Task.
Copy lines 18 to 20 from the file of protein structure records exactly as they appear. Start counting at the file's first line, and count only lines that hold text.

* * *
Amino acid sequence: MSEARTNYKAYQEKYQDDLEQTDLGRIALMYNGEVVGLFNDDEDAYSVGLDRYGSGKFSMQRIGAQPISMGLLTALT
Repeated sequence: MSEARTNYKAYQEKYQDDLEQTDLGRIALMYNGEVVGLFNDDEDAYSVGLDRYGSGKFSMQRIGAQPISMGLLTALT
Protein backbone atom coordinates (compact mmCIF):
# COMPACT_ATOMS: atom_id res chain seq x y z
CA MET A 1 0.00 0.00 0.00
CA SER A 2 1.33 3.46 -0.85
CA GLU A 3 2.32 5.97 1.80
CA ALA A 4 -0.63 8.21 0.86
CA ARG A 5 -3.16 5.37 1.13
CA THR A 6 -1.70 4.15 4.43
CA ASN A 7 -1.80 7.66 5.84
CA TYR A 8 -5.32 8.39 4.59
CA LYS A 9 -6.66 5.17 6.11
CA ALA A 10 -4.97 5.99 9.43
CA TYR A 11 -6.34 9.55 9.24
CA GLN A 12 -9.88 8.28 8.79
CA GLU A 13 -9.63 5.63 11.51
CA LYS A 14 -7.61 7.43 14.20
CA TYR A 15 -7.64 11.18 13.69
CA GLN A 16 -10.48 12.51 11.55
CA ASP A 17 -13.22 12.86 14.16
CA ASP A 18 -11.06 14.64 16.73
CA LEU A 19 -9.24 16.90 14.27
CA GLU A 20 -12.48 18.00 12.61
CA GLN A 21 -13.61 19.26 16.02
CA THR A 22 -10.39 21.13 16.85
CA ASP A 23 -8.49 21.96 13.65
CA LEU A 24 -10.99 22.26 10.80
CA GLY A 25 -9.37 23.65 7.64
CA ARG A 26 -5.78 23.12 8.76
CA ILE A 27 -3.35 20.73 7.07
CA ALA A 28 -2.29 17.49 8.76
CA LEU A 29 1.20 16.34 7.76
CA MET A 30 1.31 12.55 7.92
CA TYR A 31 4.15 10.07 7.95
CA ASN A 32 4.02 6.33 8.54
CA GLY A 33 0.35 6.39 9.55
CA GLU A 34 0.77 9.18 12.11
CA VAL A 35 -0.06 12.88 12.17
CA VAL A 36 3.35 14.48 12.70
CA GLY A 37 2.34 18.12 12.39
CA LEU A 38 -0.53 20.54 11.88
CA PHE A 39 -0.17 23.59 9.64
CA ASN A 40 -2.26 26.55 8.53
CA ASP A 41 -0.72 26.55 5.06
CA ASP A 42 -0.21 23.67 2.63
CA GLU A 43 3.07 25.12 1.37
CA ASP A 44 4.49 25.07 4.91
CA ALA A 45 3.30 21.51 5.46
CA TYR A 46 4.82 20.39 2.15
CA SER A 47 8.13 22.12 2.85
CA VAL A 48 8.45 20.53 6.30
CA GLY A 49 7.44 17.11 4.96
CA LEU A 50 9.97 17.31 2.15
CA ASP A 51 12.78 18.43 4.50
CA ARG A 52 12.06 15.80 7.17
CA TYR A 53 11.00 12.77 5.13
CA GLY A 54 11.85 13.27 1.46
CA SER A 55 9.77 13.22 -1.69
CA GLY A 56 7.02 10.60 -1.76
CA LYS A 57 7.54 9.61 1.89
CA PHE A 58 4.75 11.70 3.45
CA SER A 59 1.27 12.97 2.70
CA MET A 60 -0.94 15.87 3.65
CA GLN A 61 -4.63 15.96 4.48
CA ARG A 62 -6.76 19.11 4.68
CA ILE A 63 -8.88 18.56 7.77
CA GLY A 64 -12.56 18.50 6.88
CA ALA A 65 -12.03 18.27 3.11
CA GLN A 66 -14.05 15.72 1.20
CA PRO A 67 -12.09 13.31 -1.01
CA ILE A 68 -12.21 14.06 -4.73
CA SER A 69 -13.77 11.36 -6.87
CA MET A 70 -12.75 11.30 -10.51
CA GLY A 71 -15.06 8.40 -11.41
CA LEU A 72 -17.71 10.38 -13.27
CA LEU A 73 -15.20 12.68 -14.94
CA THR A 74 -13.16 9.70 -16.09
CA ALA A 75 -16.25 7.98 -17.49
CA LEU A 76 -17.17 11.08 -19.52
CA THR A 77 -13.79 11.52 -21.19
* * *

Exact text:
CA LYS A 14 -7.61 7.43 14.20
CA TYR A 15 -7.64 11.18 13.69
CA GLN A 16 -10.48 12.51 11.55